For many men, the act of growing older can be a troubling time in their lives. They experience lethargy, lowered libido, less mental acuity. It’s part of the process of aging. Pharmaceutical companies, however, have taken issue with mother nature’s course and decided that they testosterone therapies are the cure for what aging causes. The condition is commonly referred to as Low-T (Low Testosterone) and the treatments may be causing more damage than is being disclosed.

“These testosterone therapies are not a cure-all for the effects of aging,” commented Robert Blanchard, a partner with the Levin, Papantonio law firm who practices in the areas of bad drug and defective device litigation. “Manufacturers should not minimize, downplay or outright hide the dangers associated with their products from consumers.”

The Food and Drug Administration announced that it would be investigating the risk of stroke, heart attack, and death associated with Low-T treatments.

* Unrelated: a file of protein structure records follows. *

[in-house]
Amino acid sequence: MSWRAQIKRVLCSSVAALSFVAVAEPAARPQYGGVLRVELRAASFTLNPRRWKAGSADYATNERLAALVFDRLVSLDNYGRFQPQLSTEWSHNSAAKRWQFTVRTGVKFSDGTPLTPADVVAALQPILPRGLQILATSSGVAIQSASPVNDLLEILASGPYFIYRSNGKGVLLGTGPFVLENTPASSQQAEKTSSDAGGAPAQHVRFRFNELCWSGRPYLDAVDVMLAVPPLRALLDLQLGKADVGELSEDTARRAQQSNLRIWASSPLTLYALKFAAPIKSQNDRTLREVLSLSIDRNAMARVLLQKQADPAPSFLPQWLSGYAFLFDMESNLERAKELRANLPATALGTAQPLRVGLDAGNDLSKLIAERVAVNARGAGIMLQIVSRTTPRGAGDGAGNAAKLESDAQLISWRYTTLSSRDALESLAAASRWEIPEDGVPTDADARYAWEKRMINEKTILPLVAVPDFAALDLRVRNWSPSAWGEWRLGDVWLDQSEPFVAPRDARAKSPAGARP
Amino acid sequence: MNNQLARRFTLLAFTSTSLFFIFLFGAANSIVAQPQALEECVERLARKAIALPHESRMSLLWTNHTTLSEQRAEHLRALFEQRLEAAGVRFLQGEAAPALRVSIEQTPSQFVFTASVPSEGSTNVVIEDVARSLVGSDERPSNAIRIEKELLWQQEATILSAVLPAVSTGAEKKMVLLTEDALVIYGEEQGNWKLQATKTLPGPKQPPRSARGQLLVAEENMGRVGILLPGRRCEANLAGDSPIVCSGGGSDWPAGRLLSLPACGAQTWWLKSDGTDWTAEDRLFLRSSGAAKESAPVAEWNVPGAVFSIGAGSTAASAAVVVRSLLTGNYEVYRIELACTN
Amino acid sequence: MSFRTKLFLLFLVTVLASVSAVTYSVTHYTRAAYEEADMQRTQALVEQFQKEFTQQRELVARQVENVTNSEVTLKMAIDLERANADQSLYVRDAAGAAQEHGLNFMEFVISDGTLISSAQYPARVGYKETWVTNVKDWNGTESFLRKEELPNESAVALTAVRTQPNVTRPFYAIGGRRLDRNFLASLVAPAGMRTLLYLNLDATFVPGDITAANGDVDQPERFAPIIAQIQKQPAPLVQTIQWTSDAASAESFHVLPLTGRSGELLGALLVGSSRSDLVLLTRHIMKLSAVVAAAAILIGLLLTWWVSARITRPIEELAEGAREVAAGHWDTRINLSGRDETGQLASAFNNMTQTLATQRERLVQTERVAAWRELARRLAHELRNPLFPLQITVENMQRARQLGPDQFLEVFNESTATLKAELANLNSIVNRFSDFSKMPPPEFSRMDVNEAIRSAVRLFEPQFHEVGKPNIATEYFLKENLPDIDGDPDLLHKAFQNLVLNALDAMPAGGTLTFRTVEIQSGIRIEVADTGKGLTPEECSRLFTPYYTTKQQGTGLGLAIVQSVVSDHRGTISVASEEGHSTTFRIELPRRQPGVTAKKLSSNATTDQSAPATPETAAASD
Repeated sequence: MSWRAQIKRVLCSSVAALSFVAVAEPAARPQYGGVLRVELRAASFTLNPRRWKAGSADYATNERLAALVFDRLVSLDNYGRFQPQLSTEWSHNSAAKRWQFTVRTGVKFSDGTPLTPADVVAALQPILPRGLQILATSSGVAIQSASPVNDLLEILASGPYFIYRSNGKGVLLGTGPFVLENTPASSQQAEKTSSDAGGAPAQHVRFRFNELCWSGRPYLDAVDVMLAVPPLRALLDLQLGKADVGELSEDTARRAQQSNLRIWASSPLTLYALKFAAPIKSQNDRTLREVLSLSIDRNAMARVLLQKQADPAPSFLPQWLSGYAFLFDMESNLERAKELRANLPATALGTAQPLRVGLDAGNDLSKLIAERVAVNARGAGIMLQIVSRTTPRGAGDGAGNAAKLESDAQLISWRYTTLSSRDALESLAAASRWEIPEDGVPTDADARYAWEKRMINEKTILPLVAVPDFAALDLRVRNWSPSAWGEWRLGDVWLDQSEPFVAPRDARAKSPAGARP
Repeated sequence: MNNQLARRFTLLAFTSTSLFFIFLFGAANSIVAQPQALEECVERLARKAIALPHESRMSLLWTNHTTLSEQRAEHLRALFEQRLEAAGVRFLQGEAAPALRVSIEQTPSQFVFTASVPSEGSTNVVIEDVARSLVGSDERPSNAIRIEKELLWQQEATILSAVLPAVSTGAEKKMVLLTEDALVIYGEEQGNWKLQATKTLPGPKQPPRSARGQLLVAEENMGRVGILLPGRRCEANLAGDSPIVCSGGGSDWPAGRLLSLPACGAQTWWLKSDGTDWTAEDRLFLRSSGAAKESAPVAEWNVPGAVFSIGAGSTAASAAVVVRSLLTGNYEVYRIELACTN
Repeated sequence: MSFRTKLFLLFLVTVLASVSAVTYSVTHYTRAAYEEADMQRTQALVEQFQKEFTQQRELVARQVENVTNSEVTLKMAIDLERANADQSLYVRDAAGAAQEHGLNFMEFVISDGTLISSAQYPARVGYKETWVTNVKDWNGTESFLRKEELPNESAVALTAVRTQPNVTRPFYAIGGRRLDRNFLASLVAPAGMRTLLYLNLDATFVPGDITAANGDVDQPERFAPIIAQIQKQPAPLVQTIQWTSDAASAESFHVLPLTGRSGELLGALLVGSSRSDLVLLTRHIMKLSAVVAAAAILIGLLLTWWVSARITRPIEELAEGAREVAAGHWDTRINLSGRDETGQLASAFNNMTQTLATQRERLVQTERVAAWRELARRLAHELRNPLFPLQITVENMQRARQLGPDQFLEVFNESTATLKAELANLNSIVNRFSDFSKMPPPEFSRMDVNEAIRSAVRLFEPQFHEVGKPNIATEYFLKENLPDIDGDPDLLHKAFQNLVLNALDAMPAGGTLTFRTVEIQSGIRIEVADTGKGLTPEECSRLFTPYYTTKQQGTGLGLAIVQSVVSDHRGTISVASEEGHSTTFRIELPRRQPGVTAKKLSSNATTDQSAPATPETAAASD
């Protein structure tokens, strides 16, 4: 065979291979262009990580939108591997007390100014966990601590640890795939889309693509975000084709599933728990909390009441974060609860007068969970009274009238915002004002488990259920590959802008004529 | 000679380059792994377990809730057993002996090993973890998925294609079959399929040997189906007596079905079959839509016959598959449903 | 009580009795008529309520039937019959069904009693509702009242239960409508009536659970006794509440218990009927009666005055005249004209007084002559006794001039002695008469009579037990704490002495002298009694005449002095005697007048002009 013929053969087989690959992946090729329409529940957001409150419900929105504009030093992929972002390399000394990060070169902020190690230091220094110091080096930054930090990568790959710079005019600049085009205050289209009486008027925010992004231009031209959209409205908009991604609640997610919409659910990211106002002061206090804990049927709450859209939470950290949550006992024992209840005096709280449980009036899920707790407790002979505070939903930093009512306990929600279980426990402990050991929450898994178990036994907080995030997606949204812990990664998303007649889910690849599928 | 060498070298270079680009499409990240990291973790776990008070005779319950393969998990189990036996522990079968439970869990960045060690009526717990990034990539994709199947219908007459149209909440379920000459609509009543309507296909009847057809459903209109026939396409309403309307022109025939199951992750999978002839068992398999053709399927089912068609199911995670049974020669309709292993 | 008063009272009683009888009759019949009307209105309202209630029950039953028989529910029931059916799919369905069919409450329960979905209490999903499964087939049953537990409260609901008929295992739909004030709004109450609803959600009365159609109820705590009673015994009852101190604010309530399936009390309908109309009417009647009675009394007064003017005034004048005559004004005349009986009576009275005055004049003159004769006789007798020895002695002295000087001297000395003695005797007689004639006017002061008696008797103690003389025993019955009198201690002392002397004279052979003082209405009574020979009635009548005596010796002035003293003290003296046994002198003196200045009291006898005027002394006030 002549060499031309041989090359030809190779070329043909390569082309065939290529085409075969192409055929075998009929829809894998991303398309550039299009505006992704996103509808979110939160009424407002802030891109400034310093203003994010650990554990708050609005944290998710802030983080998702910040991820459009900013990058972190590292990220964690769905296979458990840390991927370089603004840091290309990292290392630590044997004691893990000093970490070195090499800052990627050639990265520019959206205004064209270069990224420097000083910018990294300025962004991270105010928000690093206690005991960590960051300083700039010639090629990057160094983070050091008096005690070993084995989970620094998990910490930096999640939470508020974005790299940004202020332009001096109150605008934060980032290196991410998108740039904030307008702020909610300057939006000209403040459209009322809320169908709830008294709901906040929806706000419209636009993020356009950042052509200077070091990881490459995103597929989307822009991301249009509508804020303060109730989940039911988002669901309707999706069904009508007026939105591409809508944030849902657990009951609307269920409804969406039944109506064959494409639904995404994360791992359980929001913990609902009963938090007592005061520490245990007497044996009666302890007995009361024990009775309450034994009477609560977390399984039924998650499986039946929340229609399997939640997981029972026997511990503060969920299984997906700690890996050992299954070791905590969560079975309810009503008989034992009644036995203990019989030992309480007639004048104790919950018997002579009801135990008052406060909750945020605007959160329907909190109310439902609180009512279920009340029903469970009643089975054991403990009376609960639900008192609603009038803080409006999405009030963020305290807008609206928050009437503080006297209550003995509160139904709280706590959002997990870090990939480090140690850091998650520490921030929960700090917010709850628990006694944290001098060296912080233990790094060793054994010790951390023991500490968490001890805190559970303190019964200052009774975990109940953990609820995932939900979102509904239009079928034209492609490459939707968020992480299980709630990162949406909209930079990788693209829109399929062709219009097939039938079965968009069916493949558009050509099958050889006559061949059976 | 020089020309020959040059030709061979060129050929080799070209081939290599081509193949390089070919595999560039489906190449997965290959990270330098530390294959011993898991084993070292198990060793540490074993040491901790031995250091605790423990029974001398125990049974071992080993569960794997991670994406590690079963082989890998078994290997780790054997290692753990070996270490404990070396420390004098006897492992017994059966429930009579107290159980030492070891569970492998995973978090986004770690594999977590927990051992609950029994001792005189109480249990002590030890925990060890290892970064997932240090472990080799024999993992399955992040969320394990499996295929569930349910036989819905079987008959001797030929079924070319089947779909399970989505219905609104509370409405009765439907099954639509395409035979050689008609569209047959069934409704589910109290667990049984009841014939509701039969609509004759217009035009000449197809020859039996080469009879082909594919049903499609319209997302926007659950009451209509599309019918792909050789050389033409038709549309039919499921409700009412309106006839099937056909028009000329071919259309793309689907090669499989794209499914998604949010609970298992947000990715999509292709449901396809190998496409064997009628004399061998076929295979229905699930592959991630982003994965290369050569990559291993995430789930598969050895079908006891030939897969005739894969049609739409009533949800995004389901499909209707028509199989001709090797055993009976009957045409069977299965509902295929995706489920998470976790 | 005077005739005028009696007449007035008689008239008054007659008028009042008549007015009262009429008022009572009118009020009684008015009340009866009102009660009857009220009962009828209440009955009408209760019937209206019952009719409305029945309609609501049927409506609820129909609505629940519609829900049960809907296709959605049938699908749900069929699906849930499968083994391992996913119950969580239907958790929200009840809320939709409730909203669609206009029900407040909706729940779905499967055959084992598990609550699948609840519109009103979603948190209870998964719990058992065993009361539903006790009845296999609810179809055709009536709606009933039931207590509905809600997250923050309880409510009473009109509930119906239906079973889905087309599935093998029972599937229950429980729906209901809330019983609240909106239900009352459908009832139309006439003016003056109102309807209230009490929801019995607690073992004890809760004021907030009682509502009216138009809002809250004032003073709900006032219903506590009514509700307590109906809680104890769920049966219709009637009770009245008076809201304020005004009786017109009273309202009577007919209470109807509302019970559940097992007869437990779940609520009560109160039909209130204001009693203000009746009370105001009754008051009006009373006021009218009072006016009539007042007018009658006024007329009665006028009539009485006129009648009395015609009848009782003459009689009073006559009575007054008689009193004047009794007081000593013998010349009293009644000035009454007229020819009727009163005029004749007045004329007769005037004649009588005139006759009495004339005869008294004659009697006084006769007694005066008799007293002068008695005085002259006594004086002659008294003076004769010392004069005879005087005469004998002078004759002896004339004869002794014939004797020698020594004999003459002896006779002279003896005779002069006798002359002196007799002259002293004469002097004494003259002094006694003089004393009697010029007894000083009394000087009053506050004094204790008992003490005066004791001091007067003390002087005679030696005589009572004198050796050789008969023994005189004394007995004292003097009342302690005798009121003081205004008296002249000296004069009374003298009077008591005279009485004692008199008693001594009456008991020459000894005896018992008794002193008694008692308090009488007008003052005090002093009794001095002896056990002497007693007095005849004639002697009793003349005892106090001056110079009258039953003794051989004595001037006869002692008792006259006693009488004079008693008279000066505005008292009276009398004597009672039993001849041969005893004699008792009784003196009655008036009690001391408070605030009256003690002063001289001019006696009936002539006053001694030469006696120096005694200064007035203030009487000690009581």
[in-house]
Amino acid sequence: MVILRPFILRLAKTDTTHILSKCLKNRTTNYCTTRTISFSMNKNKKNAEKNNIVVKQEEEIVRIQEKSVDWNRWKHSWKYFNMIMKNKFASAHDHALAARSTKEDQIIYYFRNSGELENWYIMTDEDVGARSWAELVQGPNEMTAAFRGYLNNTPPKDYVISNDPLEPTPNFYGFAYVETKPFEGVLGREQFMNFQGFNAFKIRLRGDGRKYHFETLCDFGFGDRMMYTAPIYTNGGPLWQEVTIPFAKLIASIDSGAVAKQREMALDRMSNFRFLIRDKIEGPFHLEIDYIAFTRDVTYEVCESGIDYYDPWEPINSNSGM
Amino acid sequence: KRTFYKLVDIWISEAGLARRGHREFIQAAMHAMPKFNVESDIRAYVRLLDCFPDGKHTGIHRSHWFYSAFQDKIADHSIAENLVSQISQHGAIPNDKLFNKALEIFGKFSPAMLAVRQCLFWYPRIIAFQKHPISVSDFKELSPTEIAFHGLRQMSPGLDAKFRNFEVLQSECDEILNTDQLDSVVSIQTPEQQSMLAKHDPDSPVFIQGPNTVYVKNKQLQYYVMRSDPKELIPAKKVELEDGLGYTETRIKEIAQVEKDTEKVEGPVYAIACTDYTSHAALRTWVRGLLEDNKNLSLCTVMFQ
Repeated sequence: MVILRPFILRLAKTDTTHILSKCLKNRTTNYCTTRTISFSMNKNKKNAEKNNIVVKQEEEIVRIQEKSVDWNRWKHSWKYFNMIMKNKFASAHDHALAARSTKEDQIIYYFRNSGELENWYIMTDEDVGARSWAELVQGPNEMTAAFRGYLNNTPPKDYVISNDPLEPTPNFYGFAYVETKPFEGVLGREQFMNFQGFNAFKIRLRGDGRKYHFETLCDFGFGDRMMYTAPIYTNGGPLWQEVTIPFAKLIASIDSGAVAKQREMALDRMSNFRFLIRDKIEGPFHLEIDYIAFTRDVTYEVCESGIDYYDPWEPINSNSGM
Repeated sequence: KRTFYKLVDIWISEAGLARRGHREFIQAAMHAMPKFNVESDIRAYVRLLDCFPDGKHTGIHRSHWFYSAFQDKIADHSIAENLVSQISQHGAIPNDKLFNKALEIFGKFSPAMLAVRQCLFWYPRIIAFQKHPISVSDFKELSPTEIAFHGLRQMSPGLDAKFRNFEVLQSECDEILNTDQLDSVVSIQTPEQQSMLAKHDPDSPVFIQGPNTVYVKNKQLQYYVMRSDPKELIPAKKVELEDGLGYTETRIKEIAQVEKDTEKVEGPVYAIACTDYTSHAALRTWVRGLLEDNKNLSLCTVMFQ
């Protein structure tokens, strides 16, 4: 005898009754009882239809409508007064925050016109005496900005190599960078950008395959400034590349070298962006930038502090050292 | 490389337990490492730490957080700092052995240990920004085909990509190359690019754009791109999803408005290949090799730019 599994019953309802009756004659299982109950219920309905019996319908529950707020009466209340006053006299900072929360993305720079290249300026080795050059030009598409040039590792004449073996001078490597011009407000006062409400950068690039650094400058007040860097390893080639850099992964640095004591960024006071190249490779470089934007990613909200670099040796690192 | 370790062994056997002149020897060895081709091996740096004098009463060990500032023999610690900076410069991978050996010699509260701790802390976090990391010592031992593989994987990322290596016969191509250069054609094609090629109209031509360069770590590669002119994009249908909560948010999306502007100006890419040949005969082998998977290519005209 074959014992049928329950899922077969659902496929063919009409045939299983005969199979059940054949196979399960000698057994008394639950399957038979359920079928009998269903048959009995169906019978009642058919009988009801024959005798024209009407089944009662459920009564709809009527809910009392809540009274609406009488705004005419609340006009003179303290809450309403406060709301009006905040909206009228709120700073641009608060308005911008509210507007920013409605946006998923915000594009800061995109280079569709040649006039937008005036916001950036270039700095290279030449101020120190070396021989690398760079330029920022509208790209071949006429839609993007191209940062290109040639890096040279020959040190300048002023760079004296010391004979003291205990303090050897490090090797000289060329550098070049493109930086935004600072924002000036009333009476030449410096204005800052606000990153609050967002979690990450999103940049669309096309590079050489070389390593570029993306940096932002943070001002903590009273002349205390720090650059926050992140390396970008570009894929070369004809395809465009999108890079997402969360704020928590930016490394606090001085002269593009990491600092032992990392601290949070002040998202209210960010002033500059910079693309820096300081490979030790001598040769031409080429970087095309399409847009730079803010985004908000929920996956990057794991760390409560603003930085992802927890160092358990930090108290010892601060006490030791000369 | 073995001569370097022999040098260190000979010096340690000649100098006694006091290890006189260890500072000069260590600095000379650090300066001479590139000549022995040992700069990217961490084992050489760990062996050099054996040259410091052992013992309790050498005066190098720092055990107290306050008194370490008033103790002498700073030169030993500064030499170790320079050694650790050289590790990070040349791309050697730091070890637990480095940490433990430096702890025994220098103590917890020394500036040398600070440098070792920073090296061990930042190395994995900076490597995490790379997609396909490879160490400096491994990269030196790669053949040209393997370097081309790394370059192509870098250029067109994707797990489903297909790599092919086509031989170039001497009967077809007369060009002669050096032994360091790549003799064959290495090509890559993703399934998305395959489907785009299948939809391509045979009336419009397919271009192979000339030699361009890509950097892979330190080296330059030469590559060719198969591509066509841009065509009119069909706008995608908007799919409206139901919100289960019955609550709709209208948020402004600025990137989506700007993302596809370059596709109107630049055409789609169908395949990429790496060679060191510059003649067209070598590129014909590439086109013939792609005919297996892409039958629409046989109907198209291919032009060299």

“We have been monitoring this risk and decided to reassess this safety issue based on the recent publication of two separate studies that each suggested an increased risk of cardiovascular events among groups of men prescribed testosterone therapy. We are providing this alert while we continue to evaluate the information from these studies and other available data…”

Across the country men who have been injured as a result of taking testosterone therapies to treat Low-T have been filing lawsuits against the manufacturers. These lawsuits often highlight how the companies responsible for producing the treatment failed to properly warn the patients of the risk of heart attack, stroke, and death associated with Low-T. The number of Low-T lawsuits filed is expected to continue to rise.

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K.J. McElrath is a former history and social studies teacher who has long maintained a keen interest in legal and social issues. In addition to writing for The Ring of Fire, he is the author of two published novels: Tamanous Cooley, a darkly comic environmental twist on Dante's Inferno, and The Missionary's Wife, a story of the conflict between human nature and fundamentalist religious dogma. When not engaged in journalistic or literary pursuits, K.J. works as an entertainer and film composer.